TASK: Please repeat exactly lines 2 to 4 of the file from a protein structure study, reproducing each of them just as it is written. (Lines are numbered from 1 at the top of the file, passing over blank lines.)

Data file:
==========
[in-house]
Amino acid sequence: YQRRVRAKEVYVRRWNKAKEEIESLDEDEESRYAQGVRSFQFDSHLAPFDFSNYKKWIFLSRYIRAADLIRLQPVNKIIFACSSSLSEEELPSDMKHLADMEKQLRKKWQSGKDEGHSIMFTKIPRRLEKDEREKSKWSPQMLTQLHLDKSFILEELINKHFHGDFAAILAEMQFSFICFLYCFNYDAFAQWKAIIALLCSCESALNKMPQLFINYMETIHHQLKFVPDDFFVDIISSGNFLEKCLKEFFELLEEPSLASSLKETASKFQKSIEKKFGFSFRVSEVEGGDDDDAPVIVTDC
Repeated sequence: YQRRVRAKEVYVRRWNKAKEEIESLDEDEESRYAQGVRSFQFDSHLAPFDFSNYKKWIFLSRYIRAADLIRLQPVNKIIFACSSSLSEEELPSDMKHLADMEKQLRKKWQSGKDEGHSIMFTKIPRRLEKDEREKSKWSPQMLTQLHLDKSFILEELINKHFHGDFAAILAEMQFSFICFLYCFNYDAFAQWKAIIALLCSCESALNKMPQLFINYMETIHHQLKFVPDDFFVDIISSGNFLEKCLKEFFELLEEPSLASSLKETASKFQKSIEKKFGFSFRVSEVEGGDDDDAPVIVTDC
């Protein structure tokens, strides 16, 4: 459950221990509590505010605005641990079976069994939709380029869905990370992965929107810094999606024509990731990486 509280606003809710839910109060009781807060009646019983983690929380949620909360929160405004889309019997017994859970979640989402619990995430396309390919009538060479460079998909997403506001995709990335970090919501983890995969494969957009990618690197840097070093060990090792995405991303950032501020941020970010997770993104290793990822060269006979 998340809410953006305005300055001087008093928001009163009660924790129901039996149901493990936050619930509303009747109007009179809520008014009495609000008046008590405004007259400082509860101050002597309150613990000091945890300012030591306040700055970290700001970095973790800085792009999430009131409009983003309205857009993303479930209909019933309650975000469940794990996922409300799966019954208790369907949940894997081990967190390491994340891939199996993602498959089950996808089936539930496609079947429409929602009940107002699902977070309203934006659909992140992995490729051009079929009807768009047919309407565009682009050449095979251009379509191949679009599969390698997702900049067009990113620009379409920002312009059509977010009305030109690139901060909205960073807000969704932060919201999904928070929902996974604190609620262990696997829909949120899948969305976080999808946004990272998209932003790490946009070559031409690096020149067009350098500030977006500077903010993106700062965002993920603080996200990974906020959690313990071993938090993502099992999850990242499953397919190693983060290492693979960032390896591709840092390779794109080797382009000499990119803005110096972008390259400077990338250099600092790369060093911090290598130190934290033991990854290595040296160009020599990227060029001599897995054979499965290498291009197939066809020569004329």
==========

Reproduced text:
Amino acid sequence: YQRRVRAKEVYVRRWNKAKEEIESLDEDEESRYAQGVRSFQFDSHLAPFDFSNYKKWIFLSRYIRAADLIRLQPVNKIIFACSSSLSEEELPSDMKHLADMEKQLRKKWQSGKDEGHSIMFTKIPRRLEKDEREKSKWSPQMLTQLHLDKSFILEELINKHFHGDFAAILAEMQFSFICFLYCFNYDAFAQWKAIIALLCSCESALNKMPQLFINYMETIHHQLKFVPDDFFVDIISSGNFLEKCLKEFFELLEEPSLASSLKETASKFQKSIEKKFGFSFRVSEVEGGDDDDAPVIVTDC
Repeated sequence: YQRRVRAKEVYVRRWNKAKEEIESLDEDEESRYAQGVRSFQFDSHLAPFDFSNYKKWIFLSRYIRAADLIRLQPVNKIIFACSSSLSEEELPSDMKHLADMEKQLRKKWQSGKDEGHSIMFTKIPRRLEKDEREKSKWSPQMLTQLHLDKSFILEELINKHFHGDFAAILAEMQFSFICFLYCFNYDAFAQWKAIIALLCSCESALNKMPQLFINYMETIHHQLKFVPDDFFVDIISSGNFLEKCLKEFFELLEEPSLASSLKETASKFQKSIEKKFGFSFRVSEVEGGDDDDAPVIVTDC
């Protein structure tokens, strides 16, 4: 459950221990509590505010605005641990079976069994939709380029869905990370992965929107810094999606024509990731990486 509280606003809710839910109060009781807060009646019983983690929380949620909360929160405004889309019997017994859970979640989402619990995430396309390919009538060479460079998909997403506001995709990335970090919501983890995969494969957009990618690197840097070093060990090792995405991303950032501020941020970010997770993104290793990822060269006979 998340809410953006305005300055001087008093928001009163009660924790129901039996149901493990936050619930509303009747109007009179809520008014009495609000008046008590405004007259400082509860101050002597309150613990000091945890300012030591306040700055970290700001970095973790800085792009999430009131409009983003309205857009993303479930209909019933309650975000469940794990996922409300799966019954208790369907949940894997081990967190390491994340891939199996993602498959089950996808089936539930496609079947429409929602009940107002699902977070309203934006659909992140992995490729051009079929009807768009047919309407565009682009050449095979251009379509191949679009599969390698997702900049067009990113620009379409920002312009059509977010009305030109690139901060909205960073807000969704932060919201999904928070929902996974604190609620262990696997829909949120899948969305976080999808946004990272998209932003790490946009070559031409690096020149067009350098500030977006500077903010993106700062965002993920603080996200990974906020959690313990071993938090993502099992999850990242499953397919190693983060290492693979960032390896591709840092390779794109080797382009000499990119803005110096972008390259400077990338250099600092790369060093911090290598130190934290033991990854290595040296160009020599990227060029001599897995054979499965290498291009197939066809020569004329």